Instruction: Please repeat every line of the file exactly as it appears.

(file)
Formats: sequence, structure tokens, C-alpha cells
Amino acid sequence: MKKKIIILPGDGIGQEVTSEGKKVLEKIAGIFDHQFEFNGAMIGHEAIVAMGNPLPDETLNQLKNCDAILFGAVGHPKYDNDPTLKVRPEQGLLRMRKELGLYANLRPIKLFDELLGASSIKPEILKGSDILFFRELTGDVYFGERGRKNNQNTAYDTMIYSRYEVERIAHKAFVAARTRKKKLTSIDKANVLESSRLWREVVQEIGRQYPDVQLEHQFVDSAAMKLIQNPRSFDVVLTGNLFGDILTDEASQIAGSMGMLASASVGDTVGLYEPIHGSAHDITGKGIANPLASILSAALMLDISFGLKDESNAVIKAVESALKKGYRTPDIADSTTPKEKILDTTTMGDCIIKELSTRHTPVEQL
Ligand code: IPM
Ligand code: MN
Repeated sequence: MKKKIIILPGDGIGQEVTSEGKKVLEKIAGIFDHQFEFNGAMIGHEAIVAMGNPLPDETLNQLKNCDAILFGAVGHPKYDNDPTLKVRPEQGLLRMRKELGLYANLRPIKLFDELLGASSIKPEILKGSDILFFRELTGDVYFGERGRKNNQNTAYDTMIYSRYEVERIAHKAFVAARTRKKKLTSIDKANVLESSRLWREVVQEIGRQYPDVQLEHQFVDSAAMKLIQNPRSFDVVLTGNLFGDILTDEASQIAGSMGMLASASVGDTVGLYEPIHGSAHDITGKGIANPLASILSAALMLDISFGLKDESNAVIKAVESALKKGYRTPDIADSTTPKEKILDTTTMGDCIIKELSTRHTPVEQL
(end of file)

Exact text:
Formats: sequence, structure tokens, C-alpha cells
Amino acid sequence: MKKKIIILPGDGIGQEVTSEGKKVLEKIAGIFDHQFEFNGAMIGHEAIVAMGNPLPDETLNQLKNCDAILFGAVGHPKYDNDPTLKVRPEQGLLRMRKELGLYANLRPIKLFDELLGASSIKPEILKGSDILFFRELTGDVYFGERGRKNNQNTAYDTMIYSRYEVERIAHKAFVAARTRKKKLTSIDKANVLESSRLWREVVQEIGRQYPDVQLEHQFVDSAAMKLIQNPRSFDVVLTGNLFGDILTDEASQIAGSMGMLASASVGDTVGLYEPIHGSAHDITGKGIANPLASILSAALMLDISFGLKDESNAVIKAVESALKKGYRTPDIADSTTPKEKILDTTTMGDCIIKELSTRHTPVEQL
Ligand code: IPM
Ligand code: MN
Repeated sequence: MKKKIIILPGDGIGQEVTSEGKKVLEKIAGIFDHQFEFNGAMIGHEAIVAMGNPLPDETLNQLKNCDAILFGAVGHPKYDNDPTLKVRPEQGLLRMRKELGLYANLRPIKLFDELLGASSIKPEILKGSDILFFRELTGDVYFGERGRKNNQNTAYDTMIYSRYEVERIAHKAFVAARTRKKKLTSIDKANVLESSRLWREVVQEIGRQYPDVQLEHQFVDSAAMKLIQNPRSFDVVLTGNLFGDILTDEASQIAGSMGMLASASVGDTVGLYEPIHGSAHDITGKGIANPLASILSAALMLDISFGLKDESNAVIKAVESALKKGYRTPDIADSTTPKEKILDTTTMGDCIIKELSTRHTPVEQL